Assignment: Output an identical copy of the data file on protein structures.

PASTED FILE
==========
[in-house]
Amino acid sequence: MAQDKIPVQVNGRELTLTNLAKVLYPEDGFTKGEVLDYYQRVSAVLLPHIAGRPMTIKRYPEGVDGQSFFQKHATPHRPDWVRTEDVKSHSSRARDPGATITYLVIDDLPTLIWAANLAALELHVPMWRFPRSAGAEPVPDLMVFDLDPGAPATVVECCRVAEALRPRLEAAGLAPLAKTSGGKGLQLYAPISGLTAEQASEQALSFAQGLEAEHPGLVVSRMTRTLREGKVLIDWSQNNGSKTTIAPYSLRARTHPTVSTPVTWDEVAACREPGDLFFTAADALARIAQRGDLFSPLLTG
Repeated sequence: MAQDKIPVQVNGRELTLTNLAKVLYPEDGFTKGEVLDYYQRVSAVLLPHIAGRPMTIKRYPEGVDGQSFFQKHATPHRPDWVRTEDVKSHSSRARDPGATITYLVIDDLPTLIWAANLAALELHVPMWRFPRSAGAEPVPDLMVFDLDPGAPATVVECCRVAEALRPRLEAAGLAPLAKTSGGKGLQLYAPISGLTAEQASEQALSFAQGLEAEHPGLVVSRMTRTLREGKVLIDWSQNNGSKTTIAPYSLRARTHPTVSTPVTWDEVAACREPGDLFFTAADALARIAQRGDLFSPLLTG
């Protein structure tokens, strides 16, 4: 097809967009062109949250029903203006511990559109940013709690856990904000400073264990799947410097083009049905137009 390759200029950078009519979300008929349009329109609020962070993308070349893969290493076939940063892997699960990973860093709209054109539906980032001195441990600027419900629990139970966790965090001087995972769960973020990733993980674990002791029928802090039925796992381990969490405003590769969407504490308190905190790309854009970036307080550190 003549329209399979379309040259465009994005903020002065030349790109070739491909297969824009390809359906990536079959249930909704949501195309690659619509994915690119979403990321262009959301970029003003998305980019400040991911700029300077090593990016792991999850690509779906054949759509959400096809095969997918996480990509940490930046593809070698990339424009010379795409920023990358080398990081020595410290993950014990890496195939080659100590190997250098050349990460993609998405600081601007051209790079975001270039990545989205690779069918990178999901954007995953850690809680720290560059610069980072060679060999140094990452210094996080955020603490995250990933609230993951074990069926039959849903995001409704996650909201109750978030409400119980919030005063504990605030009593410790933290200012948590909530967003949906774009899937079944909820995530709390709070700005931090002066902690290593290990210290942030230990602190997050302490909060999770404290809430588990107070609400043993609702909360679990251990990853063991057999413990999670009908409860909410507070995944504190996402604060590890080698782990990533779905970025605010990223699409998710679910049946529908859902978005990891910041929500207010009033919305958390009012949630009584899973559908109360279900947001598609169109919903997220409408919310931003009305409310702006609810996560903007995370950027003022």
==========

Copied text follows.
[in-house]
Amino acid sequence: MAQDKIPVQVNGRELTLTNLAKVLYPEDGFTKGEVLDYYQRVSAVLLPHIAGRPMTIKRYPEGVDGQSFFQKHATPHRPDWVRTEDVKSHSSRARDPGATITYLVIDDLPTLIWAANLAALELHVPMWRFPRSAGAEPVPDLMVFDLDPGAPATVVECCRVAEALRPRLEAAGLAPLAKTSGGKGLQLYAPISGLTAEQASEQALSFAQGLEAEHPGLVVSRMTRTLREGKVLIDWSQNNGSKTTIAPYSLRARTHPTVSTPVTWDEVAACREPGDLFFTAADALARIAQRGDLFSPLLTG
Repeated sequence: MAQDKIPVQVNGRELTLTNLAKVLYPEDGFTKGEVLDYYQRVSAVLLPHIAGRPMTIKRYPEGVDGQSFFQKHATPHRPDWVRTEDVKSHSSRARDPGATITYLVIDDLPTLIWAANLAALELHVPMWRFPRSAGAEPVPDLMVFDLDPGAPATVVECCRVAEALRPRLEAAGLAPLAKTSGGKGLQLYAPISGLTAEQASEQALSFAQGLEAEHPGLVVSRMTRTLREGKVLIDWSQNNGSKTTIAPYSLRARTHPTVSTPVTWDEVAACREPGDLFFTAADALARIAQRGDLFSPLLTG
């Protein structure tokens, strides 16, 4: 097809967009062109949250029903203006511990559109940013709690856990904000400073264990799947410097083009049905137009 390759200029950078009519979300008929349009329109609020962070993308070349893969290493076939940063892997699960990973860093709209054109539906980032001195441990600027419900629990139970966790965090001087995972769960973020990733993980674990002791029928802090039925796992381990969490405003590769969407504490308190905190790309854009970036307080550190 003549329209399979379309040259465009994005903020002065030349790109070739491909297969824009390809359906990536079959249930909704949501195309690659619509994915690119979403990321262009959301970029003003998305980019400040991911700029300077090593990016792991999850690509779906054949759509959400096809095969997918996480990509940490930046593809070698990339424009010379795409920023990358080398990081020595410290993950014990890496195939080659100590190997250098050349990460993609998405600081601007051209790079975001270039990545989205690779069918990178999901954007995953850690809680720290560059610069980072060679060999140094990452210094996080955020603490995250990933609230993951074990069926039959849903995001409704996650909201109750978030409400119980919030005063504990605030009593410790933290200012948590909530967003949906774009899937079944909820995530709390709070700005931090002066902690290593290990210290942030230990602190997050302490909060999770404290809430588990107070609400043993609702909360679990251990990853063991057999413990999670009908409860909410507070995944504190996402604060590890080698782990990533779905970025605010990223699409998710679910049946529908859902978005990891910041929500207010009033919305958390009012949630009584899973559908109360279900947001598609169109919903997220409408919310931003009305409310702006609810996560903007995370950027003022």